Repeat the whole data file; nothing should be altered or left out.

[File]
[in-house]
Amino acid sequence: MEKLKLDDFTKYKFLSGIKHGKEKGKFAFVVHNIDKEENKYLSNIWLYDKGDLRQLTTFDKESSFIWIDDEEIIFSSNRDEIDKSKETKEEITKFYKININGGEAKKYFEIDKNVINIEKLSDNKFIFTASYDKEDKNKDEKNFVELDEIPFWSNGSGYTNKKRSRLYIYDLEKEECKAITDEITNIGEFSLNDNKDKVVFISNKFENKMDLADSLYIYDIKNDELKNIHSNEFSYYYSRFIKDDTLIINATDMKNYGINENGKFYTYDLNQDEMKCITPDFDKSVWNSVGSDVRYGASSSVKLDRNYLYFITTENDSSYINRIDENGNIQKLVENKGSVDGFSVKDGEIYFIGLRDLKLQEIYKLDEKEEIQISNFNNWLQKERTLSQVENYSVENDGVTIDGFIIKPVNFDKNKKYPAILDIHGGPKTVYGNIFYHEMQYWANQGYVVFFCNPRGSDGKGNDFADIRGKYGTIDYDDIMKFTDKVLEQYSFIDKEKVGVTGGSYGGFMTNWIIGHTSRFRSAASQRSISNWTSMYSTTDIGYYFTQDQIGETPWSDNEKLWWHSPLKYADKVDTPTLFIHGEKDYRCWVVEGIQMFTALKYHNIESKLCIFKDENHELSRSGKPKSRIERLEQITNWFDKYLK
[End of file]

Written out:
[in-house]
Amino acid sequence: MEKLKLDDFTKYKFLSGIKHGKEKGKFAFVVHNIDKEENKYLSNIWLYDKGDLRQLTTFDKESSFIWIDDEEIIFSSNRDEIDKSKETKEEITKFYKININGGEAKKYFEIDKNVINIEKLSDNKFIFTASYDKEDKNKDEKNFVELDEIPFWSNGSGYTNKKRSRLYIYDLEKEECKAITDEITNIGEFSLNDNKDKVVFISNKFENKMDLADSLYIYDIKNDELKNIHSNEFSYYYSRFIKDDTLIINATDMKNYGINENGKFYTYDLNQDEMKCITPDFDKSVWNSVGSDVRYGASSSVKLDRNYLYFITTENDSSYINRIDENGNIQKLVENKGSVDGFSVKDGEIYFIGLRDLKLQEIYKLDEKEEIQISNFNNWLQKERTLSQVENYSVENDGVTIDGFIIKPVNFDKNKKYPAILDIHGGPKTVYGNIFYHEMQYWANQGYVVFFCNPRGSDGKGNDFADIRGKYGTIDYDDIMKFTDKVLEQYSFIDKEKVGVTGGSYGGFMTNWIIGHTSRFRSAASQRSISNWTSMYSTTDIGYYFTQDQIGETPWSDNEKLWWHSPLKYADKVDTPTLFIHGEKDYRCWVVEGIQMFTALKYHNIESKLCIFKDENHELSRSGKPKSRIERLEQITNWFDKYLK